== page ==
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Couple Build Eco Resort to Protect and Conserve Marine Life

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Hidden deep within an archipelago of uninhabited islands in Indonesia lies a resort that combines private enterprise with conservation. Misool Eco Resort is a special kind of paradise, doubling as a luxurious beach getaway and a marine reserve that’s home to one of the most biodiverse places on the planet.

The featured documentary, “The Last Resort,” tells the story of how Andrew and Marit Miner succeeded in building an eco-diving resort designed to halt destructive fishing practices and protect and preserve marine life.

The resort is surrounded by a large “No Take Zone” that prohibits fishing and the collection and removal of marine life, including marine invertebrates such as sea cucumbers and tortoise shells and eggs. The desire to build an eco-diving resort began when the Miners first visited Batbitim island, located in southern Raja Ampat, Indonesia, on their third date.

The couple were captivated by the island’s natural beauty, but their admiration turned to horror when they discovered the remnants of an abandoned shark finning camp. The bodies of dead sharks, brutally killed for their fins, littered the beach’s shallow waters.

Disturbed by what they saw, the couple embarked on a mission to transform the area, once terrorized by shark finning and dynamite fishing — practices that destroy fragile reef systems and deplete local food supplies — into an eco-resort and center for marine conservation.

The resort is different from other so-called “eco-resorts,” as it’s not just “eco” in the sense of greenwashing, notes Andrew in the film. The concept of Misool Eco Resort is not just about generating profit, it’s about protecting the environment and the principles of conservation.

Misool Eco Resort Connects People With Nature

Andrew believes that humans are interconnected with nature, even at times when we often feel detached.

“It’s the environment around us that nurtures us. We’re completely linked to it. We sort of feel, as humans, that we’re more detached from the environment but it’s a fallacy, we’re not. The more you learn about the marine environment or the land environment, the more you realize that actually we’re completely linked to it.

For me it was never an option to just build a resort. For me, it had to be a result that protected and nourished and nurtured the environment, because I don’t see another way. That’s just the way to do it.”

In the film, Andrew discusses some of the great challenges in bringing his dream to fruition. Raising the money to build the resort was the hardest part, he says. The couple had no experience or education in conservation, architecture, construction or small island politics, and no money for what expanded into a much bigger project than anticipated. But they did have heart, energy and a lot of enthusiasm.

Eventually, the couple were able to find investors who shared their vision and passion for marine conservation, leading to the development of “a private island resort that would leverage pristine reefs as its central asset, and ultimately become the funding vehicle for the conservation work that urgently needed to be done.”1

Construction began in 2005 and lasted for about two and a half years before the resort opened its doors in 2008. Incredibly, not a single tree was cut down to build the resort. Misool Eco Resort was built entirely with reclaimed wood, using driftwood that had washed up on the island’s beaches. “We cleaned the beaches, and we had perfect wood,” said Thorben Niemann, a German carpenter who helped the Miners build the resort.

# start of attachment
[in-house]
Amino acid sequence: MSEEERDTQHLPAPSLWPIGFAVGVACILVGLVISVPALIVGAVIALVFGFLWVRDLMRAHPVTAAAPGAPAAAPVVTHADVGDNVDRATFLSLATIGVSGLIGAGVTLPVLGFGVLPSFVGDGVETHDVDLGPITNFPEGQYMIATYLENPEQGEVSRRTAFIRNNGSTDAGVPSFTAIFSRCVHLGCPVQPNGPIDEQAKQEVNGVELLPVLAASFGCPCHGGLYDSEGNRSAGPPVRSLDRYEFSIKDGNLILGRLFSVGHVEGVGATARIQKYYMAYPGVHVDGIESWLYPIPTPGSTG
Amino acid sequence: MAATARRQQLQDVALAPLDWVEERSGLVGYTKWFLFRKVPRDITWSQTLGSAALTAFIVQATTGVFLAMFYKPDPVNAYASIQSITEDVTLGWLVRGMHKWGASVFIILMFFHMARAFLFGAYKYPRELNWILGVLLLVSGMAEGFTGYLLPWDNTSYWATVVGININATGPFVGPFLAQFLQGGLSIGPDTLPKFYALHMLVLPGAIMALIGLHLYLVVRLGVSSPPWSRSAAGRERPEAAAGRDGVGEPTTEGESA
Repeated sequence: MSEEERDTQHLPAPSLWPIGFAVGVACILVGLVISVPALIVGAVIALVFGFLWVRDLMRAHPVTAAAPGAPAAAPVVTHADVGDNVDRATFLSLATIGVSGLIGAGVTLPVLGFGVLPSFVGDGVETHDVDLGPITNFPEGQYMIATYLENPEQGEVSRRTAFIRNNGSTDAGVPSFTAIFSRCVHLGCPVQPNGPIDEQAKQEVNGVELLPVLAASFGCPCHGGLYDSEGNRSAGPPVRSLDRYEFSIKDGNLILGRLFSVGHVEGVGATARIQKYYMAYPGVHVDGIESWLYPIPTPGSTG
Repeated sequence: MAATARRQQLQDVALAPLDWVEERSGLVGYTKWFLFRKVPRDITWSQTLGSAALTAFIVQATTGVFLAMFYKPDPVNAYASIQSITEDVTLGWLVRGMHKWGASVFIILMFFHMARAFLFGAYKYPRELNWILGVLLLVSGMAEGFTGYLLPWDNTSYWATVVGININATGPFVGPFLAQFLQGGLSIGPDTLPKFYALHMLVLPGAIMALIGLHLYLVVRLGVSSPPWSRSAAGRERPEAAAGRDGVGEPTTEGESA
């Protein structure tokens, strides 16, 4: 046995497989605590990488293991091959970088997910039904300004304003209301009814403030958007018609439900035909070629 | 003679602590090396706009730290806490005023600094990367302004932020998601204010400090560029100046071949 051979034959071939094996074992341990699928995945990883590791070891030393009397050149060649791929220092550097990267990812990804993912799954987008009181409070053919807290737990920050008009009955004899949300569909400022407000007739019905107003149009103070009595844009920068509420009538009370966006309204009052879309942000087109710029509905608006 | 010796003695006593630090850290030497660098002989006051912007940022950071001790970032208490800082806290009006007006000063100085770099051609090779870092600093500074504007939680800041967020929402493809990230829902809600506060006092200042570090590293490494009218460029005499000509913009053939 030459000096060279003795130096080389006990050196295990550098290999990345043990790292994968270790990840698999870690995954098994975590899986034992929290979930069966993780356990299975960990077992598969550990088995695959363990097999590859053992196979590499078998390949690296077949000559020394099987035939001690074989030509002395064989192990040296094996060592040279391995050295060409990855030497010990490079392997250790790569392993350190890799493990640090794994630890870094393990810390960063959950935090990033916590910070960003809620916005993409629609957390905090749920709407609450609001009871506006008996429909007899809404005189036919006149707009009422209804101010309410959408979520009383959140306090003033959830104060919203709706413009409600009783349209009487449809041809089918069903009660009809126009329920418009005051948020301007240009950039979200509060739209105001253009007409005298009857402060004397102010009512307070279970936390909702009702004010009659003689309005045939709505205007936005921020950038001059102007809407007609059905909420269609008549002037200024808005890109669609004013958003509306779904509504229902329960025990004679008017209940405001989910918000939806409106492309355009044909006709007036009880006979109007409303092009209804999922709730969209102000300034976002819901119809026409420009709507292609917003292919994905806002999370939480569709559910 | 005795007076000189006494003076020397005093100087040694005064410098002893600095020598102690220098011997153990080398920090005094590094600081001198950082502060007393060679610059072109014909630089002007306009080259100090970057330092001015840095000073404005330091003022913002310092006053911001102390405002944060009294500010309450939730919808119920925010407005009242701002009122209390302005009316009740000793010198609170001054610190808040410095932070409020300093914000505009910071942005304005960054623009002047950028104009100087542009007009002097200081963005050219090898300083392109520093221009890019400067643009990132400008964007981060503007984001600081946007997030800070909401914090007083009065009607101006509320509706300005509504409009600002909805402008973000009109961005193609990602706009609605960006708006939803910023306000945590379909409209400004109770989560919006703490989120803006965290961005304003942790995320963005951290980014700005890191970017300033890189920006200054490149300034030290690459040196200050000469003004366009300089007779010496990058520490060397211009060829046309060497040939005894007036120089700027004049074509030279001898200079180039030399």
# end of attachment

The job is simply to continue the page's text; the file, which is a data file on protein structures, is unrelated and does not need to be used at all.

The couple slowly built up investment all the way through the building period, which meant they never had a reserve of money, and therefore couldn’t stock up on the things they needed. They had to build as the money came in. “It made for a difficult way to build and was very stressful,” says Andrew, adding that it meant sleeping underneath plastic tarps, subsisting on soggy rice and eggs, and occasionally breaking out in boils from malnutrition.

Another major challenge the couple faced was the island’s limited supply of fresh water. Batbitim island did not have a well or river, which meant they had to fetch water from a nearby island and transport it back to the build site. This was a tedious task that resulted in having little water for personal use for things like cooking and showering.

The Resort’s Most Important Feature Is Its ‘No Take Zone’

Since its opening, Misool Eco Resort has “welcomed a diverse array of visitors, from conservationists and nature nerds to weary city folk looking to get away from it all, snorkeling enthusiasts, devoted kayak and paddle boarders, celebrities in search of a hash tag-free oasis, parents looking to bring their kids to a gorgeous, safe series of beaches and lagoons, and scuba divers in search of the perfect reef,” according to its website.

One of the most important aspects of the resort is its “No Take Zone.” Andrew worked with the local community in the early stages of development to negotiate a no-fishing zone around the island. After witnessing firsthand the damage caused by shark finning, the Miners understood the No Take Zone would be key in bringing their vision to life.

The No Take Zone initially negotiated by Andrew stretched 425 square kilometers, or 164 square miles, around the island and several nearby islands.

However, Andrew realized the No Take Zone needed to be extended after he went diving in a group of islands called the Daram Islands, about 25 miles east of Batbitim, and discovered several large shark finning camps and witnessed fisherman mutilating live turtles for shark bait. He also found unexploded bombs on the island, indicating that fisherman had been practicing dynamite or blast fishing.

Dynamite Fishing